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Orange County Inverse Condemnation Attorney

Posted on March 20 2015 by Gabriela Ocampo

Orange County Inverse Condemnation Attorney

The California Court of Appeal has okayed a beneficial spot zoning program in Orange County that had been opposed by the communities at Foothill. The county had proposed to add a new zoning district that was only directed to a specific piece of land. The beneficial zoning is less restrictive zone awarded to an area different from surrounding areas. In this case, the Orange County had granted less restrictive zoning to a piece of land meant for construction of the home for the elderly.

Eminent domain is the power that the law places in the hands of primary governments that allow them to force the sale of private property or use of a property for the interest of the public. In the above case, the court found that spot zoning was actually beneficial to the piece of property. It went further to state that it could only enforce the law if the development was in the interest of the public.

When do you use Inverse condemnation law?

Inverse condemnation is provoked when a primary government takes over private property, damages it or restricts it to an extent that its use is adversely affected and can be useful as earlier intended. In such a case, you as the property owner may file an inverse condemnation case to request the authorities to eliminate restrictions that prevent full use of property or give a more reasonable compensation for their actions on the land.

In the example above, , adjacent property owners may claim that the redevelopment of the land to allow for less restricted development on the parcel of land may restrict some of their activities and may also cause air or noise pollution depending on the development therein. In such a case, the property owners may be awarded additional damages under inverse condemnation rules as enshrined in the constitution.

Inverse condemnation case

In inverse condemnation cases, the claimant is the one who initiates legal action against the authority over the acquisition of his or her property under the eminent domain law. Thus, the property owner is the plaintiff and the government is the defendant.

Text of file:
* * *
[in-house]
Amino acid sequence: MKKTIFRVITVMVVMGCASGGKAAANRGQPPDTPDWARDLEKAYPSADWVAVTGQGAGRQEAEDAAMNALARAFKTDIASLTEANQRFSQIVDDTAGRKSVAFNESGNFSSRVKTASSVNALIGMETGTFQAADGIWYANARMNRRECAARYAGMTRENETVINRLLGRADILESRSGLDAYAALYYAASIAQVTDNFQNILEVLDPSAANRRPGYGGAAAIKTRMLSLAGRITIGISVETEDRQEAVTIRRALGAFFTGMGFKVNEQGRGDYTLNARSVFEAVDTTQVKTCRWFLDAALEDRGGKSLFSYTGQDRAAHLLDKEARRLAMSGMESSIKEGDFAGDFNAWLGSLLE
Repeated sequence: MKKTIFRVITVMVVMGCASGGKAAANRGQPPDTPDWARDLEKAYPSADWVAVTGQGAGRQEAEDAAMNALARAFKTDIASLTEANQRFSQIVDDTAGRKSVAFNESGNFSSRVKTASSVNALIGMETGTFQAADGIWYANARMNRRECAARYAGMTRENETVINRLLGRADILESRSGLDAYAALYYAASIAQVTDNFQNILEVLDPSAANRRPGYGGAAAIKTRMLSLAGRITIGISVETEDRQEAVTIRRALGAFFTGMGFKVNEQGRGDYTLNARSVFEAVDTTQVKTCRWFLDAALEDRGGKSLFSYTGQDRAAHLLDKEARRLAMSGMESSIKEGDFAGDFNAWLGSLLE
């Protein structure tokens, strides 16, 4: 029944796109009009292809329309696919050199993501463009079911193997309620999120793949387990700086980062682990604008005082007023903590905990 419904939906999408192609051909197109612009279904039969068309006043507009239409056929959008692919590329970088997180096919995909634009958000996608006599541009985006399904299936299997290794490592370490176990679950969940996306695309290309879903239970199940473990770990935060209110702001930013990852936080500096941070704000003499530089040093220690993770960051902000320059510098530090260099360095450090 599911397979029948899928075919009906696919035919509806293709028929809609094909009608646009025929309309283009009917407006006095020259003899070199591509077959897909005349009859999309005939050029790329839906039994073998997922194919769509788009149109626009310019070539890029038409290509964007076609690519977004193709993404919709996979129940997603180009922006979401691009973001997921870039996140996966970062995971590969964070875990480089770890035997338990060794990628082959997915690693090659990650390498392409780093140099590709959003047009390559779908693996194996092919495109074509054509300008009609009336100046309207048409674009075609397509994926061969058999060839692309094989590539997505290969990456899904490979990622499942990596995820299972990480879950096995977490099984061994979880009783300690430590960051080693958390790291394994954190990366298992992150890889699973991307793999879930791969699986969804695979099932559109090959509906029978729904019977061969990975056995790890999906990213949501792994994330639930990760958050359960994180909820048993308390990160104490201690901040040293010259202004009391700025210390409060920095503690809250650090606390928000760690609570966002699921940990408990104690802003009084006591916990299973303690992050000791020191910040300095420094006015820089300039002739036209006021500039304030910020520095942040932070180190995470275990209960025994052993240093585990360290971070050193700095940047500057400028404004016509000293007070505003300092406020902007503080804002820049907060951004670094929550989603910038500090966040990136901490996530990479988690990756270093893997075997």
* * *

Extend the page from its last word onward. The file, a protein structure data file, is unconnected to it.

Circumstances where inverse condemnation applies

Here are areas where you may compensation under inverse compensation

  • Regulatory taking

This is a case where the government or its agency passes a regulation to restrict the use of your land. You must prove that the authorities prevented practical use of your property, has significantly changed the way use the land or has significantly reduced your property value under eminent law.

  • Unreasonable restriction on developing your property

Similar to the case above, unreasonable restriction means that the authorities prevent you from making the best development on your property. This can be through refusal of zoning changes of withholding necessary permits. You may claim compensation by filing an inverse condemnation case and state that you have suffered a loss of value due to the restrictions placed.

  • Physical taking

A government agency may take possession of your property and does not institute correct eminent domain procedures or give you just compensation. This is a strong ground for instituting a legal action by claiming inverse condemnation of your property.

Several complexities are involved in ascertaining the strongest grounds to initiate such a legal action. You need to have verifiable facts to support your litigation case to stand a better chance of getting a favorable ruling in court. A qualified and experienced Orange County inverse condemnation lawyer should be at your side to help you through the legal process.